A book I just finished reading played a part in unraveling a minor mystery concerning a right-wing German politician.

The right-wing politician is Björn Höcke, Thuringian state chair of the Alternative für Deutschland (AfD) party.

The book is The German Genius, a 2010 English-language book by the British journalist Peter Watson.

First I’ll talk about the political mystery, then the book.

I. The Political Mystery

The mystery is whether Höcke, under the name “Landolf Ladig”, wrote articles (g) for an extreme-right publication of the German NDP party.

Let’s keep both parties straight. The AfD (g) Party, founded in 2013, is a right-wing, anti-immigrant nationalist-conservative political party. Although controversial, it currently polls at 10-15% of the vote and is represented in the German federal parliament, the Bundestag.

The NPD (National Democratic Party) (g) is a far-right political party which is considered the just barely legitimate political face of extreme right-wing German nationalism. There is considerable overlap between neo-Nazis and fanatical nationalists and the NPD. German law allows the Federal Constitutional Court to ban political parties which oppose the ‘liberal democratic order’, and several attempts have been made to ban the NPD party, but they failed on technical grounds. The NPD polls at 1-3% nationwide, and is not represented in the federal parliament, although it did get into some state parliaments in East Germany.

So in American terms, the AfD would be Donald Trump — controversial, often rude and crude, but with genuine support in the population, and generally smart enough to avoid openly embracing white nationalism. The NPD would be Richard B. Spencer — white nationalist and proud of it.

Trump is controversial, Spencer is radioactive.
The AfD is controversial. The NPD is radioactive.

Now back to Höcke. Höcke, a high-school history teacher (g) (which means he’s a civil servant) and “German Patriot”, is easily the most controversial member of the AfD. Appearing on a major German political talk show, he unfurled a German flag and set it on the armrest of his chair:

Bildergebnis für höcke will fahne

Höcke is part of the AfD’s ‘right-wing’ fringe, and there have been moves to try to kick him out of the party (g) to give it a more mainstream image. They were unsuccessful.

The question in this post, however, is whether Höcke is “Landolf Ladig”. The texts Landolf Ladig wrote for the radioactive NPD party are filled with extreme-right rhetoric. This doesn’t mean they’re openly neo-Nazi; even the NPD avoids that sort of rhetoric, which would earn it an immediate ban and criminal charges. But they’re full of völkisch-nationalistic code phrases popular among the German far-right. They’re even more controversial than what Höcke normally says, and some of the arguments in those articles may even be unlawful in Germany.

So, to sum up, what Landolf Ladig wrote is well outside the pale even for right-wing Germans. Therefore, if Höcke is Ladig, this would be a major blow to his political career. In 2015, a German sociologist Andreas Kemper, began publishing pieces in which he noted the similarities between Höcke’s writing and that of Landolf Ladig. Here’s a representative video:

Unfortunately it’s only in German, but it makes a strong case that Höcke wrote the Ladig pieces. Kemper’s work, among other things, eventually led the AfD to commission a legal expert opinion on whether Höcke was Ladig, which, according to news reports (g), concluded that it was likely he was, indeed, Ladig (g).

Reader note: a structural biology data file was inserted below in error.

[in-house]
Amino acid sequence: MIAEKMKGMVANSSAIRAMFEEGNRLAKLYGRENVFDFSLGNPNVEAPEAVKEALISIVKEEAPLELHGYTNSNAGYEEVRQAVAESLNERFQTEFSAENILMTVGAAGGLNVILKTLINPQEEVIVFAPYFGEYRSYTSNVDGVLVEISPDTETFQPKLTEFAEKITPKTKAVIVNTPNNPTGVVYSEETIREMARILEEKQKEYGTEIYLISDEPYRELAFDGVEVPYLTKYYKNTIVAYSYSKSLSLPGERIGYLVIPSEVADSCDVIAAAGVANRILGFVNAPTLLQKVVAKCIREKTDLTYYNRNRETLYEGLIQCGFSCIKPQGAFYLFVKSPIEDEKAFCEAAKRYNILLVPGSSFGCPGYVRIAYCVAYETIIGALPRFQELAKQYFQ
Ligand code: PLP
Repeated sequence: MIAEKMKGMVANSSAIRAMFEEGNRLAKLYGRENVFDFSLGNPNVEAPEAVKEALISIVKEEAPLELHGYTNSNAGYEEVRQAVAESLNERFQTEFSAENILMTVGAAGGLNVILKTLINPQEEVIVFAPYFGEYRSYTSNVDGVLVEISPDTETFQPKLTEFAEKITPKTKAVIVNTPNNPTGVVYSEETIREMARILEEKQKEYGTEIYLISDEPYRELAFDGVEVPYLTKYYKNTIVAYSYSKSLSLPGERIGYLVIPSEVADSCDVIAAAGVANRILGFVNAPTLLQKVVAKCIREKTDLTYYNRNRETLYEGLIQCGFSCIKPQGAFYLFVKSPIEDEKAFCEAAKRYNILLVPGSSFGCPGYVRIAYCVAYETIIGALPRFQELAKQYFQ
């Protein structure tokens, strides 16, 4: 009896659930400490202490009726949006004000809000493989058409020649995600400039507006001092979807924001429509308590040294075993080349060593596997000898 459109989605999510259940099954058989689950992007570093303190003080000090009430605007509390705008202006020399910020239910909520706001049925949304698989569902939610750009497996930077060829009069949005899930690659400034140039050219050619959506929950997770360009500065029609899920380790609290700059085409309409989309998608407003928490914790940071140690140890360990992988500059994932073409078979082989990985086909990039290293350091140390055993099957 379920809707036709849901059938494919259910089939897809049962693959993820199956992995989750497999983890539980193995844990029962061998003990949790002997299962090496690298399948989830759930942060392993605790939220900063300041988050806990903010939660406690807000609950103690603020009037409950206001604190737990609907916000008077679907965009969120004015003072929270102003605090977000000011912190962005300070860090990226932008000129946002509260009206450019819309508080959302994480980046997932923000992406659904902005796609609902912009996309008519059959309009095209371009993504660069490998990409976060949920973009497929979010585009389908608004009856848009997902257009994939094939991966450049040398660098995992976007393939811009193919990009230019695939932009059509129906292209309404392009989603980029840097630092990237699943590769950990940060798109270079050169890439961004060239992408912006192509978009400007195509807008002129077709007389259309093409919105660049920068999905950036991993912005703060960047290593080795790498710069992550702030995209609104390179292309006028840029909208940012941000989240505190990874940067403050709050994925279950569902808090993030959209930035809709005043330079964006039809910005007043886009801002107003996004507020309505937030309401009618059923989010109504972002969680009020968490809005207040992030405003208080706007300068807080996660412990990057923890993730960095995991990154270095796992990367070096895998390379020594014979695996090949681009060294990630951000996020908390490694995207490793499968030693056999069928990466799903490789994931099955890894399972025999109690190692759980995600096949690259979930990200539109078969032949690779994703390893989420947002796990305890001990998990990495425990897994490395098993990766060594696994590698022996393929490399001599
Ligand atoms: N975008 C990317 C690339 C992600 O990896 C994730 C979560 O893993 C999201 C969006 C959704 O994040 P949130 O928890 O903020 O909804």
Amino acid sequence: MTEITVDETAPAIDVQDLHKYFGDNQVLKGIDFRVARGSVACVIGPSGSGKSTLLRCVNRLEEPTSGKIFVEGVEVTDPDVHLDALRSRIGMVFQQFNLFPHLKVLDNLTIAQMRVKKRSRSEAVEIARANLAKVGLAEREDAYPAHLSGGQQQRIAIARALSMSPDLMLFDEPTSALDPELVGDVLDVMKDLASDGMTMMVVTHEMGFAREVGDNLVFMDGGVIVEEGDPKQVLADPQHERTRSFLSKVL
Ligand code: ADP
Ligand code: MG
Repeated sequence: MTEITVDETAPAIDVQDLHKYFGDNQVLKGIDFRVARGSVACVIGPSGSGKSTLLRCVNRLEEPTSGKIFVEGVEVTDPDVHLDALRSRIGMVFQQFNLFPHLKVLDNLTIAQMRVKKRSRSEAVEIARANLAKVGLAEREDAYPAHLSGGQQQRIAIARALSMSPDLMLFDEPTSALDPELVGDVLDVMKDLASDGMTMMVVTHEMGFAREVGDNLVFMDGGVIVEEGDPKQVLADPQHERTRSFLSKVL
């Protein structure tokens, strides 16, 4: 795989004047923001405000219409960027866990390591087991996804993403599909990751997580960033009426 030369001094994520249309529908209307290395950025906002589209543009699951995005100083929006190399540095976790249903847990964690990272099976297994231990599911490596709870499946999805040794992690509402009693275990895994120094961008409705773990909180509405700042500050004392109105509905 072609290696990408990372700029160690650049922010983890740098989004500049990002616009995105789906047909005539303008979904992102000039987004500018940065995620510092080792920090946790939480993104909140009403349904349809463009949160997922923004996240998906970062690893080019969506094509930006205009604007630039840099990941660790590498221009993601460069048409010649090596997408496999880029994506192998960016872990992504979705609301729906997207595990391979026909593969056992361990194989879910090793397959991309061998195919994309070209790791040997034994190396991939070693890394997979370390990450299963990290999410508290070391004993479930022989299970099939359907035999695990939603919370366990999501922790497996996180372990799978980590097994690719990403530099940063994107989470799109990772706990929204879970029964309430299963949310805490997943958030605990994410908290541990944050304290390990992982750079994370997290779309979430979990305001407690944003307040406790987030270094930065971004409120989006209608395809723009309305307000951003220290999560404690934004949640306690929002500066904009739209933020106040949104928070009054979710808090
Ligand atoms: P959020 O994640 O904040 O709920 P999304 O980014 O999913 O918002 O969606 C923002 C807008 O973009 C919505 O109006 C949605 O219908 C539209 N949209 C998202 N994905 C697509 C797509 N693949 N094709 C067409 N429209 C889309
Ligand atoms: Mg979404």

Höcke has always denied being “Landolf Ladig”, and in 2015, he threatened to sue anyone who said he was. This has led a German left-wing group to troll him by devoting an entire website (g) to claiming that Höcke is Ladig. You can even buy mugs and T-shirts with Höcke’s picture identified as “Landolf Ladig” on them. So far, Höcke has declined to sue.

And now, finally, we get to the book! One of the pieces of evidence mentioned by Andreas Kemper in a recent interview and article (g) was that Landolf Ladig told his NPD readers to read Watson’s book The German Genius, which bears the German title of Der deutsche GeniusBut Ladig got the name wrong, calling the book Genius der Deutschen. And guess what? Höcke made the exact same mistake! It’s only one element of the Höcke=Ladig case, but it’s an interesting one. Allow me to say, just for the record, that I am not interested in being sued, and don’t really care, so I hereby expressly declare that I have no opinion on whether Höcke is Ladig.

II. The Book

So what about the book? In a word, it’s a nearly 1000-page long compendium of German achievement, summarized thus in a positive Guardian review:

Peter Watson’s colossal encyclopaedia, The German Genius, might have been written for me, but not only for me. A journalist of heroic industry, Watson is frustrated by the British ignorance of Germany, or rather by an expertise devoted exclusively to Adolf Hitler and the Holocaust. Watson wonders not just why the nation of thinkers and poets came to grief between 1933 and 1945 but also how it put itself together again and, in 1989, recreated most of the Wilhelmine state without plunging Europe into war or even breaking sweat.

Watson has not simply written a survey of the German intellect from Goethe to Botho Strauss – nothing so dilettantist. In the course of nearly 1,000 pages, he covers German idealism, porcelain, the symphony, Johann Joachim Winckelmann, telegraphy, homeopathy, strategy, Sanskrit, colour theory, the Nazarenes, universities, Hegel, jurisprudence, the conservation of energy, the Biedermeyer, entropy, fractals, dyestuffs, the PhD, heroin, automobiles, the unconscious, the cannon, the Altar of Pergamon, sociology, militarism, the waltz, anti-semitism, continental drift, quantum theory and serial music.